Starring: Pete Ploszek (Teen Wolf), Noel Fisher (The Twilight Saga: Breaking Dawn Part Two), Jeremy Howard (Galaxy Quest), Alan Ritchson (The Hunger Games: Catching Fire), Megan Fox (Transformers), Stephen Amell (Arrow), Will Arnett (The LEGO Movie), Brian Tee (The Wolverine), Tyler Perry (Gone Girl), Gary Anthony Williams (The Boondocks), Sheamus (The Escapist), Laura Linney (The Truman Show)
Director: Dave Green (Earth to Echo)
Writers: Josh Appelbaum & André Nemec (Mission: Impossible – Ghost Protocol)
Runtime: 1 hour 52 minutes
Release Date: 30 May (UK), 3 June (US)
Can we please all drop the pretence and admit it: Teenage Mutant Ninja Turtles is a bloody stupid concept. It’s highly entertaining and a large part of nostalgic pop culture for many, but even its creators don’t take it nearly as seriously as some of its fans do. The original comics were made as a satire of Frank Miller’s run on Daredevil in the 1980s, and from there it unexpectedly exploded into a phenomenon that engulfed the western world for close to a decade. Its popularity has never waned not only thanks to recent reinventions of the franchise for a new generation, but because fans of the original have stayed vocal in the geek community. With all that said, that doesn’t excuse how much of a disservice 2014’s Teenage Mutant Ninja Turtles was to the franchise. It was a mess of a film with an indecisive tone, a series of baffling changes to the series mythology that only made it stupider, a story that forced in unneeded tropes like heroic destiny, and a focus on the lame and miscast human characters rather than the heroes in a half-shell the audience paid to see. But for all its faults, the Turtles themselves were decently realized as characters and the action was at least entertaining from a mindless point-of-view, showing there was at least some potential for the movie to plausibly work. It was just about successful enough to warrant a sequel, but if the fans are to be won over the filmmakers are going to have to knuckle down and finally give them what they want. And with Teenage Mutant Ninja Turtles: Out of the Shadows, I think they’ve done just about as good a job as they could.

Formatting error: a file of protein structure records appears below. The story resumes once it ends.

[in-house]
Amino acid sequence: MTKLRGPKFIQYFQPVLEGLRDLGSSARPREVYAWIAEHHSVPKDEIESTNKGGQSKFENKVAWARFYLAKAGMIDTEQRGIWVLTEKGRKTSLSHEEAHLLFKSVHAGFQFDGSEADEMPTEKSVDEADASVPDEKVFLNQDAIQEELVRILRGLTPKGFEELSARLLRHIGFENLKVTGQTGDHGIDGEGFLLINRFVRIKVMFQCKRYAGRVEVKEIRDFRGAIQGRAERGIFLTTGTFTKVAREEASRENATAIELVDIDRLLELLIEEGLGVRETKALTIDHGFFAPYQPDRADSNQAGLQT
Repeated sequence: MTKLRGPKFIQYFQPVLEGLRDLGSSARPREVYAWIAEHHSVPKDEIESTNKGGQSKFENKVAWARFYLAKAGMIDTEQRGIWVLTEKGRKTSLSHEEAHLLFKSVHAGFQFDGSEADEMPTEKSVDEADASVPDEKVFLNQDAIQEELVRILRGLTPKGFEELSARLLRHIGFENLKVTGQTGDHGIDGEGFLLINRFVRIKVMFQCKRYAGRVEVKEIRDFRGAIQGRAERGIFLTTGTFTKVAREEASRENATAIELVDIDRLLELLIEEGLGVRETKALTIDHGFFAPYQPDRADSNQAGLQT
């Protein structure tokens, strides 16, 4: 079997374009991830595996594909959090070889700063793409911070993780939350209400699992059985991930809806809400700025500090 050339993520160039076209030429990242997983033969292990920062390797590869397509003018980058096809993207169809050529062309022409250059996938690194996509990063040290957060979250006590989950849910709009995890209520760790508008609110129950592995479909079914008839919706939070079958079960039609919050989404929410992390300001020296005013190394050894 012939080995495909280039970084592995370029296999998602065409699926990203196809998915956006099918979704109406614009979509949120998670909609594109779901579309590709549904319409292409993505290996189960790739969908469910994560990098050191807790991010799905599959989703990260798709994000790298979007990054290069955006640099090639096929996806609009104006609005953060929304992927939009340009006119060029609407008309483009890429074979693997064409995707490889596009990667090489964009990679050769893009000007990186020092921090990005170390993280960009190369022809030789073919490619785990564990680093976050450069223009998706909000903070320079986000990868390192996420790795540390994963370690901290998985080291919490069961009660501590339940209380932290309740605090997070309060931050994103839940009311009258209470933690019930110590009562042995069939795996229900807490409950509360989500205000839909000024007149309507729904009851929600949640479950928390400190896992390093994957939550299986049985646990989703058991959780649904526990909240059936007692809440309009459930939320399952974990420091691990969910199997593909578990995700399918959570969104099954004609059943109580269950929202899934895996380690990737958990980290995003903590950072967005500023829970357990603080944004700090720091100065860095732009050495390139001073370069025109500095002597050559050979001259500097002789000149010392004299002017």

What really sunk the first film is that it couldn’t quite decide if it wanted to be a grounded reinterpretation of the property or just a goofy summer blockbuster, in the process making a film too self-serious to enjoy but also too juvenile to have respect for. All TMNT fans have ever really wanted is a straight-up live action adaptation of the 80s cartoon, and that pretty much is exactly what Out of the Shadows is with everything good and bad that comes with that. Any attempt at being something deeper has been thrown out of the window in favour of finally embracing the ridiculous nature of the source material, and with that one simple but key decision everything else falls into place. Yes, the plot is a simple fetch quest that could have easily been pulled from any number of episodes of the cartoon, but that’s what it’s trying to do. Yes, the science makes absolutely no sense and concepts like dimensional gateways and brain monsters controlling mechs are completely at odds with much of the rest of the movie, but compared to the insanity of other parts of the TMNT world it’s practically restrained. It also makes the smart decision of not dwelling too much on the mistakes of the past; the Turtles’ botched origin isn’t mentioned beyond a quick throwaway line, William Fichtner’s character doesn’t even get acknowledged, and the creepy way Michelangelo and Will Arnett’s Vern would ogle April (Megan Fox) is incredibly downplayed. There’s a real sense that the filmmakers have actually listened to fan complaints and tried to rectify them as best they can. Not every mistake can be fixed since it still has to serve as a sequel and many problems are deep within that first film’s DNA, but as a post-mortem clean-up job I think they’ve done admirably in delivering all fans really wanted: a fun adventure with the Turtles that embraces everything they love without the need to be ironic or ashamed.
Unlike last time where our title heroes took backseat to April and Vern, the Turtles are unquestionable the main characters in their own movie here. The film starts and ends with them, they have an important impact on the plot beyond being living MacGuffins, and they even have understandable internal conflicts and emotional growth drawn from their distinct personalities. Sure, their development isn’t much more involved than learning to accept themselves and their place in the world, but even something simple like that is enough to allow the audience to better invest in these characters. The human characters are now where they belong as supporting players and, though still not especially compelling, at least they don’t eat up half the runtime. Megan Fox is still incredibly out of her depth as April O’Neill and Will Arnett can be obnoxious as Vern Fenwick, but in their new positions they fit more comfortably into the movie and don’t distract from what we can to see.